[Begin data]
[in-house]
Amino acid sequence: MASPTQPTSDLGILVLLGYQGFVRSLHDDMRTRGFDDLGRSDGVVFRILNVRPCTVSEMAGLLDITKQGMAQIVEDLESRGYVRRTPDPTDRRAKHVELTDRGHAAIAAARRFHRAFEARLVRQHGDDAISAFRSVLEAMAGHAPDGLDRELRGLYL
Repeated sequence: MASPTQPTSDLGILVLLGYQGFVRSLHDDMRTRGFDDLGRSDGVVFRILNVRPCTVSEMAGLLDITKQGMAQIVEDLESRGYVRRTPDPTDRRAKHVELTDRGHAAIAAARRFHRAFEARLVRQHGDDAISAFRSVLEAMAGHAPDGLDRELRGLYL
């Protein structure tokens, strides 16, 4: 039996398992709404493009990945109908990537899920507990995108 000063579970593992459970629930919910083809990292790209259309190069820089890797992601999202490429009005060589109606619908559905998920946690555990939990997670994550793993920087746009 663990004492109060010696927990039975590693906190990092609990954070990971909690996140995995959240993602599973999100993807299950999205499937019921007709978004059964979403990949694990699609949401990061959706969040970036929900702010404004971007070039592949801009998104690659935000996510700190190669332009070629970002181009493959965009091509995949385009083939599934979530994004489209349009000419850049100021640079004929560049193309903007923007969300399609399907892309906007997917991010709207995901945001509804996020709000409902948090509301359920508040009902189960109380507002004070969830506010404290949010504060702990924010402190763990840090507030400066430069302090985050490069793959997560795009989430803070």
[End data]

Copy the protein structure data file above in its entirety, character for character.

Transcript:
[in-house]
Amino acid sequence: MASPTQPTSDLGILVLLGYQGFVRSLHDDMRTRGFDDLGRSDGVVFRILNVRPCTVSEMAGLLDITKQGMAQIVEDLESRGYVRRTPDPTDRRAKHVELTDRGHAAIAAARRFHRAFEARLVRQHGDDAISAFRSVLEAMAGHAPDGLDRELRGLYL
Repeated sequence: MASPTQPTSDLGILVLLGYQGFVRSLHDDMRTRGFDDLGRSDGVVFRILNVRPCTVSEMAGLLDITKQGMAQIVEDLESRGYVRRTPDPTDRRAKHVELTDRGHAAIAAARRFHRAFEARLVRQHGDDAISAFRSVLEAMAGHAPDGLDRELRGLYL
């Protein structure tokens, strides 16, 4: 039996398992709404493009990945109908990537899920507990995108 000063579970593992459970629930919910083809990292790209259309190069820089890797992601999202490429009005060589109606619908559905998920946690555990939990997670994550793993920087746009 663990004492109060010696927990039975590693906190990092609990954070990971909690996140995995959240993602599973999100993807299950999205499937019921007709978004059964979403990949694990699609949401990061959706969040970036929900702010404004971007070039592949801009998104690659935000996510700190190669332009070629970002181009493959965009091509995949385009083939599934979530994004489209349009000419850049100021640079004929560049193309903007923007969300399609399907892309906007997917991010709207995901945001509804996020709000409902948090509301359920508040009902189960109380507002004070969830506010404290949010504060702990924010402190763990840090507030400066430069302090985050490069793959997560795009989430803070």